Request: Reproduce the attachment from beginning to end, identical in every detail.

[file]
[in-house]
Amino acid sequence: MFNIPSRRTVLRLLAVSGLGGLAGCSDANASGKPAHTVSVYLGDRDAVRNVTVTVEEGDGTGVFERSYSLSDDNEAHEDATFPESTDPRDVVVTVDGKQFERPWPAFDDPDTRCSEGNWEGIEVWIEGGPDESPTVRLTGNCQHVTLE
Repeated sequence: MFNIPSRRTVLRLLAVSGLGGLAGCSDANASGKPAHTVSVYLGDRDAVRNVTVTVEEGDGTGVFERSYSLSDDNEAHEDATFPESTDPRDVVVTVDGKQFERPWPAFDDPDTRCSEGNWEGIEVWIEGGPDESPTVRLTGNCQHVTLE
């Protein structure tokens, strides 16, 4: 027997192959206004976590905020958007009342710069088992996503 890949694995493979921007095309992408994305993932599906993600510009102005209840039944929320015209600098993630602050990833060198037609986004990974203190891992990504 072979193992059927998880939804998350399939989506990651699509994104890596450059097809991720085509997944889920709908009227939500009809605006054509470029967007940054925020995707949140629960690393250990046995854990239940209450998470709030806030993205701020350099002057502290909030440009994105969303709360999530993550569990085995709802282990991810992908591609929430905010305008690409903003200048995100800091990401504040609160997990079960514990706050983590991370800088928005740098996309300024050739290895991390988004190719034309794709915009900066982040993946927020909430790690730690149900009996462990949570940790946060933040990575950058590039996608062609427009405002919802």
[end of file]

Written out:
[in-house]
Amino acid sequence: MFNIPSRRTVLRLLAVSGLGGLAGCSDANASGKPAHTVSVYLGDRDAVRNVTVTVEEGDGTGVFERSYSLSDDNEAHEDATFPESTDPRDVVVTVDGKQFERPWPAFDDPDTRCSEGNWEGIEVWIEGGPDESPTVRLTGNCQHVTLE
Repeated sequence: MFNIPSRRTVLRLLAVSGLGGLAGCSDANASGKPAHTVSVYLGDRDAVRNVTVTVEEGDGTGVFERSYSLSDDNEAHEDATFPESTDPRDVVVTVDGKQFERPWPAFDDPDTRCSEGNWEGIEVWIEGGPDESPTVRLTGNCQHVTLE
């Protein structure tokens, strides 16, 4: 027997192959206004976590905020958007009342710069088992996503 890949694995493979921007095309992408994305993932599906993600510009102005209840039944929320015209600098993630602050990833060198037609986004990974203190891992990504 072979193992059927998880939804998350399939989506990651699509994104890596450059097809991720085509997944889920709908009227939500009809605006054509470029967007940054925020995707949140629960690393250990046995854990239940209450998470709030806030993205701020350099002057502290909030440009994105969303709360999530993550569990085995709802282990991810992908591609929430905010305008690409903003200048995100800091990401504040609160997990079960514990706050983590991370800088928005740098996309300024050739290895991390988004190719034309794709915009900066982040993946927020909430790690730690149900009996462990949570940790946060933040990575950058590039996608062609427009405002919802």